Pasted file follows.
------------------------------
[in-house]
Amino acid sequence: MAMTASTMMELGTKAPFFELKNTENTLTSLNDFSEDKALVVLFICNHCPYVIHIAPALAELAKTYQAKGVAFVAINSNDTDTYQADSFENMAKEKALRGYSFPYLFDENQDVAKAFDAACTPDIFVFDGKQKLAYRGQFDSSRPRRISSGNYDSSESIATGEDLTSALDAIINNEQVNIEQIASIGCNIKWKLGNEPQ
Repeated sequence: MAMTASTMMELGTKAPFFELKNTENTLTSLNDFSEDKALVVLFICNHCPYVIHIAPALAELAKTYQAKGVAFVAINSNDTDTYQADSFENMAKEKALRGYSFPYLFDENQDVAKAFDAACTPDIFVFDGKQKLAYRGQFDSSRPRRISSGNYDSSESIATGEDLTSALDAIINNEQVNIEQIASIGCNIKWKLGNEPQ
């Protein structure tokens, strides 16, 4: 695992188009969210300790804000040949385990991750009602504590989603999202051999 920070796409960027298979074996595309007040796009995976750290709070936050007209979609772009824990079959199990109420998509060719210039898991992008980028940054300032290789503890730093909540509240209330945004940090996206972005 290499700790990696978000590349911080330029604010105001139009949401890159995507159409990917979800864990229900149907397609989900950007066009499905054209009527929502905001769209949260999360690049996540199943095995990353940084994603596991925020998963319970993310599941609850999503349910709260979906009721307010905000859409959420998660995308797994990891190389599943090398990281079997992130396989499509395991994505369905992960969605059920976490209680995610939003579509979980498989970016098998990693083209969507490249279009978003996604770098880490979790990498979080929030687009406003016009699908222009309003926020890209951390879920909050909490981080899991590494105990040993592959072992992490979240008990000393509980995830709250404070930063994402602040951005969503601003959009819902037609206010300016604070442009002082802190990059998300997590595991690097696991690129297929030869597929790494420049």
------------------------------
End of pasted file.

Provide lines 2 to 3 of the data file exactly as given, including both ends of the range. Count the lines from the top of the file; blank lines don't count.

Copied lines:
Amino acid sequence: MAMTASTMMELGTKAPFFELKNTENTLTSLNDFSEDKALVVLFICNHCPYVIHIAPALAELAKTYQAKGVAFVAINSNDTDTYQADSFENMAKEKALRGYSFPYLFDENQDVAKAFDAACTPDIFVFDGKQKLAYRGQFDSSRPRRISSGNYDSSESIATGEDLTSALDAIINNEQVNIEQIASIGCNIKWKLGNEPQ
Repeated sequence: MAMTASTMMELGTKAPFFELKNTENTLTSLNDFSEDKALVVLFICNHCPYVIHIAPALAELAKTYQAKGVAFVAINSNDTDTYQADSFENMAKEKALRGYSFPYLFDENQDVAKAFDAACTPDIFVFDGKQKLAYRGQFDSSRPRRISSGNYDSSESIATGEDLTSALDAIINNEQVNIEQIASIGCNIKWKLGNEPQ